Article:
A Framework for Adapted Nutritional Therapy for Children With Cancer in Low- and Middle-Income Countries

A Report From the SIOP PODC Nutrition Working Group

Elena J. Ladas, Brijesh Arora, Scott Howard, Paul C. Rogers, Terezie T. Mosby, Ronald D. Barr

Research output: Contribution to journalArticle

10 Citations (Scopus)

Abstract

The utilization of adapted regimens for the treatment of pediatric malignancies has greatly improved clinical outcomes for children receiving treatment in low- and middle-income countries (LMIC). Nutritional depletion has been associated with poorer outcomes, increased abandonment of therapy, and treatment-related toxicities. Surveys have found that nutritional intervention is not incorporated routinely into supportive care regimens. Establishing nutritional programs based upon institutional resources may facilitate the incorporation of nutritional therapy into clinical care in a way that is feasible in all settings. We present a framework for establishing and monitoring of nutritional care based on the infrastructure of institutions in LMIC.

Original languageEnglish (US)
Pages (from-to)1339-1348
Number of pages10
JournalPediatric Blood and Cancer
Volume63
Issue number8
DOIs
StatePublished - Aug 1 2016

Fingerprint

Neoplasms
Therapeutics
Pediatrics
Surveys and Questionnaires

All Science Journal Classification (ASJC) codes

  • Pediatrics, Perinatology, and Child Health
  • Hematology
  • Oncology

Cite this

A Framework for Adapted Nutritional Therapy for Children With Cancer in Low- and Middle-Income Countries : A Report From the SIOP PODC Nutrition Working Group. / Ladas, Elena J.; Arora, Brijesh; Howard, Scott; Rogers, Paul C.; Mosby, Terezie T.; Barr, Ronald D.

In: Pediatric Blood and Cancer, Vol. 63, No. 8, 01.08.2016, p. 1339-1348.

Research output: Contribution to journalArticle

Ladas, Elena J. ; Arora, Brijesh ; Howard, Scott ; Rogers, Paul C. ; Mosby, Terezie T. ; Barr, Ronald D. / A Framework for Adapted Nutritional Therapy for Children With Cancer in Low- and Middle-Income Countries : A Report From the SIOP PODC Nutrition Working Group. In: Pediatric Blood and Cancer. 2016 ; Vol. 63, No. 8. pp. 1339-1348.
@article{7d13cfb067ca4ac89e8dd57a4b4d06bb,
title = "A Framework for Adapted Nutritional Therapy for Children With Cancer in Low- and Middle-Income Countries: A Report From the SIOP PODC Nutrition Working Group",
abstract = "The utilization of adapted regimens for the treatment of pediatric malignancies has greatly improved clinical outcomes for children receiving treatment in low- and middle-income countries (LMIC). Nutritional depletion has been associated with poorer outcomes, increased abandonment of therapy, and treatment-related toxicities. Surveys have found that nutritional intervention is not incorporated routinely into supportive care regimens. Establishing nutritional programs based upon institutional resources may facilitate the incorporation of nutritional therapy into clinical care in a way that is feasible in all settings. We present a framework for establishing and monitoring of nutritional care based on the infrastructure of institutions in LMIC.",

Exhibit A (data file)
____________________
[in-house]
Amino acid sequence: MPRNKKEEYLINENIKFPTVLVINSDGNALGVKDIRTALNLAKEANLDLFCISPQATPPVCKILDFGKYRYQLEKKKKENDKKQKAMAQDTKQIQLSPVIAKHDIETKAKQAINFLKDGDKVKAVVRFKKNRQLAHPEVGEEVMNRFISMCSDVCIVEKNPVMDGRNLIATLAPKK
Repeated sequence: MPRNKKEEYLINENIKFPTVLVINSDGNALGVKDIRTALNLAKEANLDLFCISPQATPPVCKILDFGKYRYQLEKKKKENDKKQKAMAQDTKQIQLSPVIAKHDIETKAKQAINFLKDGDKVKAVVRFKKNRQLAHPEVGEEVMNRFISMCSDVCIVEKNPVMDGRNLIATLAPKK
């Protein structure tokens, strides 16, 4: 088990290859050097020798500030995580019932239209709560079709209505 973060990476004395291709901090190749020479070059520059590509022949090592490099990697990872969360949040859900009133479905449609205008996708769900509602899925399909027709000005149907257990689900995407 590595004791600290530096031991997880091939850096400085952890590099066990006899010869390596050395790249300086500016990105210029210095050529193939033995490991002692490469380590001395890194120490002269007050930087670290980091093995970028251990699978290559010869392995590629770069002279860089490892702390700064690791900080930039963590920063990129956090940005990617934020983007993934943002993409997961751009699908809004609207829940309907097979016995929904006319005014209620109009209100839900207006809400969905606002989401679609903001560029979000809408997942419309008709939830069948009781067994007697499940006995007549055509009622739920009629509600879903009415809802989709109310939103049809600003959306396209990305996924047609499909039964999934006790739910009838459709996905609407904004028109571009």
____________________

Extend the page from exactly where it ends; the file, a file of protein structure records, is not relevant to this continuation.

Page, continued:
author = "Ladas, {Elena J.} and Brijesh Arora and Scott Howard and Rogers, {Paul C.} and Mosby, {Terezie T.} and Barr, {Ronald D.}",
year = "2016",
month = "8",
day = "1",
doi = "10.1002/pbc.26016",
language = "English (US)",
volume = "63",
pages = "1339--1348",
journal = "Pediatric Blood and Cancer",
issn = "1545-5009",
publisher = "Wiley-Liss Inc.",
number = "8",

}

TY - JOUR

T1 - A Framework for Adapted Nutritional Therapy for Children With Cancer in Low- and Middle-Income Countries

T2 - A Report From the SIOP PODC Nutrition Working Group

AU - Ladas, Elena J.

AU - Arora, Brijesh

AU - Howard, Scott

AU - Rogers, Paul C.

AU - Mosby, Terezie T.

AU - Barr, Ronald D.

PY - 2016/8/1

Y1 - 2016/8/1

N2 - The utilization of adapted regimens for the treatment of pediatric malignancies has greatly improved clinical outcomes for children receiving treatment in low- and middle-income countries (LMIC). Nutritional depletion has been associated with poorer outcomes, increased abandonment of therapy, and treatment-related toxicities. Surveys have found that nutritional intervention is not incorporated routinely into supportive care regimens. Establishing nutritional programs based upon institutional resources may facilitate the incorporation of nutritional therapy into clinical care in a way that is feasible in all settings. We present a framework for establishing and monitoring of nutritional care based on the infrastructure of institutions in LMIC.

AB - The utilization of adapted regimens for the treatment of pediatric malignancies has greatly improved clinical outcomes for children receiving treatment in low- and middle-income countries (LMIC). Nutritional depletion has been associated with poorer outcomes, increased abandonment of therapy, and treatment-related toxicities. Surveys have found that nutritional intervention is not incorporated routinely into supportive care regimens. Establishing nutritional programs based upon institutional resources may facilitate the incorporation of nutritional therapy into clinical care in a way that is feasible in all settings. We present a framework for establishing and monitoring of nutritional care based on the infrastructure of institutions in LMIC.

UR - http://www.scopus.com/inward/record.url?scp=84976492541&partnerID=8YFLogxK

UR - http://www.scopus.com/inward/citedby.url?scp=84976492541&partnerID=8YFLogxK

U2 - 10.1002/pbc.26016

DO - 10.1002/pbc.26016

M3 - Article

VL - 63

SP - 1339

EP - 1348

JO - Pediatric Blood and Cancer

JF - Pediatric Blood and Cancer

SN - 1545-5009

IS - 8

ER -